Monday, March 23, 2009

"Give an annual tax credit for the first $200 we spend on daily newspapers"

John Nichols and Robert W. McChesney, the critical scholar-activists, believe "it is not just newspapers that are in crisis; it is the institution of journalism itself."
By any measure, journalism is missing from most commercial radio. TV news operations have become celebrity- and weather-obsessed "profit centers" rather than the journalistic icons of the Murrow and Cronkite eras. Cable channels "fill the gap" with numberless pundits and "business reporters," who got everything about the last decade wrong but now complain that the government doesn't know how to set things right. Cable news is defensible only because of the occasional newspaper reporter moonlighting as a talking head. But what happens when the last reporter stops collecting a newspaper paycheck and goes into PR or lobbying? She'll leave cable an empty vessel and take the public's right to know anything more than a rhetorical flourish with her.
So what to do?
What to do about newspapers? Let's give all Americans an annual tax credit for the first $200 they spend on daily newspapers. The newspapers would have to publish at least five times per week and maintain a substantial "news hole," say at least twenty-four broad pages each day, with less than 50 percent advertising. In effect, this means the government will pay for every citizen who so desires to get a free daily newspaper subscription, but the taxpayer gets to pick the newspaper--this is an indirect subsidy, because the government does not control who gets the money. This will buy time for our old media newsrooms--and for us citizens--to develop a plan to establish journalism in the digital era. We could see this evolving into a system to provide tax credits for online subscriptions as well.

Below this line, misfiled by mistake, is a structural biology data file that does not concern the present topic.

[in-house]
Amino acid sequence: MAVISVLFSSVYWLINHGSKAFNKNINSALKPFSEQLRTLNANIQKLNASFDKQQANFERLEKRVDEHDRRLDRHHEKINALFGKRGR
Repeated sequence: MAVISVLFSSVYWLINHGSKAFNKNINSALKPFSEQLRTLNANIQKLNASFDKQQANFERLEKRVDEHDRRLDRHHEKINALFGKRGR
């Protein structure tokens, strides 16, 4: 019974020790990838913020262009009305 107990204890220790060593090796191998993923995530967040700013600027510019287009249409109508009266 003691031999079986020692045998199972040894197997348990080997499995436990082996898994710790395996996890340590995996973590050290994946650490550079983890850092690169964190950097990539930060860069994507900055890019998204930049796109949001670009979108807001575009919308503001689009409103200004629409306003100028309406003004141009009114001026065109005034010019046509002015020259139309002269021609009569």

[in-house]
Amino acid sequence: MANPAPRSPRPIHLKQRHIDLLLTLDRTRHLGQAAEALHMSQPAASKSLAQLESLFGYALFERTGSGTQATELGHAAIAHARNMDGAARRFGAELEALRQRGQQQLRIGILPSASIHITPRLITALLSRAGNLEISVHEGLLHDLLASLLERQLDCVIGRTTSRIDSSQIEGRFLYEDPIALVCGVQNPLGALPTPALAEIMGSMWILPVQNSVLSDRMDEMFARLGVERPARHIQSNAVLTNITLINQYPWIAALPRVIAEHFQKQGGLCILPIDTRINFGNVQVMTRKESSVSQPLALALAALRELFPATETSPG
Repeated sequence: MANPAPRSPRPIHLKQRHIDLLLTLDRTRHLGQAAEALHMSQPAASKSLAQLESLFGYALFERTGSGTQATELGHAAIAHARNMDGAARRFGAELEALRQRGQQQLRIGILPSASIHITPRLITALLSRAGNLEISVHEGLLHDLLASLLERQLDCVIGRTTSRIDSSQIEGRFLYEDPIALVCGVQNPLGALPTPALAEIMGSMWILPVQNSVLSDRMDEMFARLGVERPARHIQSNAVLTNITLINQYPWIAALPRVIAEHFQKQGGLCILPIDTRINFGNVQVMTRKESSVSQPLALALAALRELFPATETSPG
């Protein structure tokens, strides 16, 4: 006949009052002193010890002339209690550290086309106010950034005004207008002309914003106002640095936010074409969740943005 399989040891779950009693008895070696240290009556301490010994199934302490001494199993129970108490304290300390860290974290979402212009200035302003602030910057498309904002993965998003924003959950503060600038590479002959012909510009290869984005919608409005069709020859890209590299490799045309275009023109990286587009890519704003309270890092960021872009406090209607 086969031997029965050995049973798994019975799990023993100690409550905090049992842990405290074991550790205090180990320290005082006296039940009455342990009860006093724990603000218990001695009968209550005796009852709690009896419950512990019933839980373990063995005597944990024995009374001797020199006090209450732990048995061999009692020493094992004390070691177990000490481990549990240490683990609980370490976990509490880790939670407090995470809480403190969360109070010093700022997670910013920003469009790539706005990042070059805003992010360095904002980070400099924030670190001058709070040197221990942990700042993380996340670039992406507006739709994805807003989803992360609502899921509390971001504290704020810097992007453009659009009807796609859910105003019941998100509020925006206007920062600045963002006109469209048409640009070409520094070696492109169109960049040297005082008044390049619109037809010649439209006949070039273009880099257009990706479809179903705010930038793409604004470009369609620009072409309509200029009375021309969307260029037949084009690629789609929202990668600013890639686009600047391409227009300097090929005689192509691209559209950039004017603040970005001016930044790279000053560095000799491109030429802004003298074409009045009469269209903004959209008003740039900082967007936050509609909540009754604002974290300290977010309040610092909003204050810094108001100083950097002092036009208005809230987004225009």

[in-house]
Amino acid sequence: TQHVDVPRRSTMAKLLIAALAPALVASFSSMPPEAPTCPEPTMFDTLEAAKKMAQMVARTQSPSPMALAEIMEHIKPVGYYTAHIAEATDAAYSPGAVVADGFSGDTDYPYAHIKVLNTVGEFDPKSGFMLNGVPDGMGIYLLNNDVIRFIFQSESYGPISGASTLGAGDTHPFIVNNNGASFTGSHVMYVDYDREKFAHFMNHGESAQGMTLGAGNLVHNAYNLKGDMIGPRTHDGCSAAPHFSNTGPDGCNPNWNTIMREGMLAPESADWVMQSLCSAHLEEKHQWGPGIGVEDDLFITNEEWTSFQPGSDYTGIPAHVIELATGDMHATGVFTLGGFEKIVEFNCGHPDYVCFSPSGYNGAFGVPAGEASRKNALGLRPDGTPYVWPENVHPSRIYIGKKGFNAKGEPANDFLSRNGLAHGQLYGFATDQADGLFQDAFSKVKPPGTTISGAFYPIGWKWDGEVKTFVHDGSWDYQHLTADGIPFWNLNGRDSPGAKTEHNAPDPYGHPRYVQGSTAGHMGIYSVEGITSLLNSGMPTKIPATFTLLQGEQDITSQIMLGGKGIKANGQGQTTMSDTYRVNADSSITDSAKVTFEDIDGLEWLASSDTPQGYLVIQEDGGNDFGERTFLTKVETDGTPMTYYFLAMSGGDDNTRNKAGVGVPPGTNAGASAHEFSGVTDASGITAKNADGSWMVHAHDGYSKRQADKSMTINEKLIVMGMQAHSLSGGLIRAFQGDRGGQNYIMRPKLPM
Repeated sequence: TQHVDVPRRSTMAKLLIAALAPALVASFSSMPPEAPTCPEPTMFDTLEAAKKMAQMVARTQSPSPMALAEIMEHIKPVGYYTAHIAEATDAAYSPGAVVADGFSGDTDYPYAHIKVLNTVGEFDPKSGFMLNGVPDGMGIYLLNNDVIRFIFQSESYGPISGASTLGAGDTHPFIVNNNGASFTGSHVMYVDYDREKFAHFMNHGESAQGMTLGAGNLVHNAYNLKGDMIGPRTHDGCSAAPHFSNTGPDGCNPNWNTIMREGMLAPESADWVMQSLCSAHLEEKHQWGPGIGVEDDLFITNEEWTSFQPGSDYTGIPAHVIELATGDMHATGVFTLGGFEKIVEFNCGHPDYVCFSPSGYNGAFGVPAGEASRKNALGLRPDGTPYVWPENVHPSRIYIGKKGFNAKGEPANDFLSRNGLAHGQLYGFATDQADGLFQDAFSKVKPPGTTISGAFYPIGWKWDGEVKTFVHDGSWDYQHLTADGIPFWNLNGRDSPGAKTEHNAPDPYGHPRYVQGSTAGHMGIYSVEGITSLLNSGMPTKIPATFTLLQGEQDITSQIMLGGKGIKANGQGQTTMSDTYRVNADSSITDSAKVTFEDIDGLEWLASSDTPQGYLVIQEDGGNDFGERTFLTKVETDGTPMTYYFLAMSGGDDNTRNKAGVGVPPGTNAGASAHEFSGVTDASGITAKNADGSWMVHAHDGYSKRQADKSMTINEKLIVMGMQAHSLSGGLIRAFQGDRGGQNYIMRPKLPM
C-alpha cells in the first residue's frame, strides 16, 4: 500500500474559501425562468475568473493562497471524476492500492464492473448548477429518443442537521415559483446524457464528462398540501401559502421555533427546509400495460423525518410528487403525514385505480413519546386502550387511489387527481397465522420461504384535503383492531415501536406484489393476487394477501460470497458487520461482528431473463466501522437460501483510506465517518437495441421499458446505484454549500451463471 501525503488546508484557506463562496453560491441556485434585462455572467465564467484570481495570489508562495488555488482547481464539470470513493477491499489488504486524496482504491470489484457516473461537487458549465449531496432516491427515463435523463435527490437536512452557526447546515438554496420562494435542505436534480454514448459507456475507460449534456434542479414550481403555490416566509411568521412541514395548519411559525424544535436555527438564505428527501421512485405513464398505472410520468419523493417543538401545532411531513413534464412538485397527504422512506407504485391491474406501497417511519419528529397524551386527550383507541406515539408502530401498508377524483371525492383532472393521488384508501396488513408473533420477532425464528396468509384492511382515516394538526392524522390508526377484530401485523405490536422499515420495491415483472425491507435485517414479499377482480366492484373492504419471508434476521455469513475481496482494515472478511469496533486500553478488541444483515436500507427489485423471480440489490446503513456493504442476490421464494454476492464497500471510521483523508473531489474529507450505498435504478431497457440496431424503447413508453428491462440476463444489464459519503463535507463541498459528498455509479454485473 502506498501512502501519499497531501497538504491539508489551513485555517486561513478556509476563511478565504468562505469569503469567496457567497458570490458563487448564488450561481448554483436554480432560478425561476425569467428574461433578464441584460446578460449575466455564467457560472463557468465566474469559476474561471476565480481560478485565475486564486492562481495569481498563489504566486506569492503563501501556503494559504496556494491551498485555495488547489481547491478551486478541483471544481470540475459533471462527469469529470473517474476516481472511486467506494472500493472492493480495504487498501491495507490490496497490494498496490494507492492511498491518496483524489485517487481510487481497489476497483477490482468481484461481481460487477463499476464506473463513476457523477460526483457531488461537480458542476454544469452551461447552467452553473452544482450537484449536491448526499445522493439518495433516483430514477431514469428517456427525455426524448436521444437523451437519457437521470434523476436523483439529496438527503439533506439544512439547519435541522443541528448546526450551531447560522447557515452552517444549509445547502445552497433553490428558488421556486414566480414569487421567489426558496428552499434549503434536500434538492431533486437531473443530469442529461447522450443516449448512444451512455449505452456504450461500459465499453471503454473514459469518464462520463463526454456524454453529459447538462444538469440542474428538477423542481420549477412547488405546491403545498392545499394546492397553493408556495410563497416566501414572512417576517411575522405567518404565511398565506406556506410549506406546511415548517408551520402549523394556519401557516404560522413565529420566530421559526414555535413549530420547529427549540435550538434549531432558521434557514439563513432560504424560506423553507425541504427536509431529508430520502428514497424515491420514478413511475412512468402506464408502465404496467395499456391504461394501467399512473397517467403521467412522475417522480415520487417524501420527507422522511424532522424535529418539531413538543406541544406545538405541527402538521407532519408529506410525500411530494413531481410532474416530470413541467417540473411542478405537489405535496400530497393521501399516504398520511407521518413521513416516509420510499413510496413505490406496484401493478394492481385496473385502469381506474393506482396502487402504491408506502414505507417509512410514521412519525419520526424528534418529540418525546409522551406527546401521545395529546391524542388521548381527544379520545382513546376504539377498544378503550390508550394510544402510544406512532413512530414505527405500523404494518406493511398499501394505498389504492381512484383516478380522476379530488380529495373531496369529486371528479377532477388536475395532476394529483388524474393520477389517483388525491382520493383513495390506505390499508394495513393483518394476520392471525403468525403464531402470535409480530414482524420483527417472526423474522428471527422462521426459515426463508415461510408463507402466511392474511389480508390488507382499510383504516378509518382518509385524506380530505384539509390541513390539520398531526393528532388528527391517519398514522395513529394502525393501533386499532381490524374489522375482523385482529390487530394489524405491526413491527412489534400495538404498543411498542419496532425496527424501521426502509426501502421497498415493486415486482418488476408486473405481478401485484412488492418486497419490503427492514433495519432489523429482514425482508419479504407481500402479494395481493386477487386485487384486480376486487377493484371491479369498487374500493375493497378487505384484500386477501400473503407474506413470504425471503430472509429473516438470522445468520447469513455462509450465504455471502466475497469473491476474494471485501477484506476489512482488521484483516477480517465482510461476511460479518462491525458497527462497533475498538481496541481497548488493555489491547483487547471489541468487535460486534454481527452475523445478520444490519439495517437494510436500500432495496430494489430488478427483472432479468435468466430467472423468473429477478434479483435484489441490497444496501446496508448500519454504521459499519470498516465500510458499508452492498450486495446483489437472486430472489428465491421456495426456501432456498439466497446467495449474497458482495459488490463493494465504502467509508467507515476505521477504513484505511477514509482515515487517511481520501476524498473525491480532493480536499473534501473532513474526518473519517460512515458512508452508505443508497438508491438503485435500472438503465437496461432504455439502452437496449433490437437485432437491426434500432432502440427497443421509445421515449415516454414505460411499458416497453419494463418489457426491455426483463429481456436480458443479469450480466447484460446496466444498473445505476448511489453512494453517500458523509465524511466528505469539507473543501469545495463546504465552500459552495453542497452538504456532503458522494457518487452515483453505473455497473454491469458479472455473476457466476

Nichols and McChesney at their provocative best in the latest Nation.

Also see: "Most two-newspaper towns will likely disappear"
And: Should the newspaper industry get a bailout?
And: Can a "benevolent whirl" from government save newspapers?

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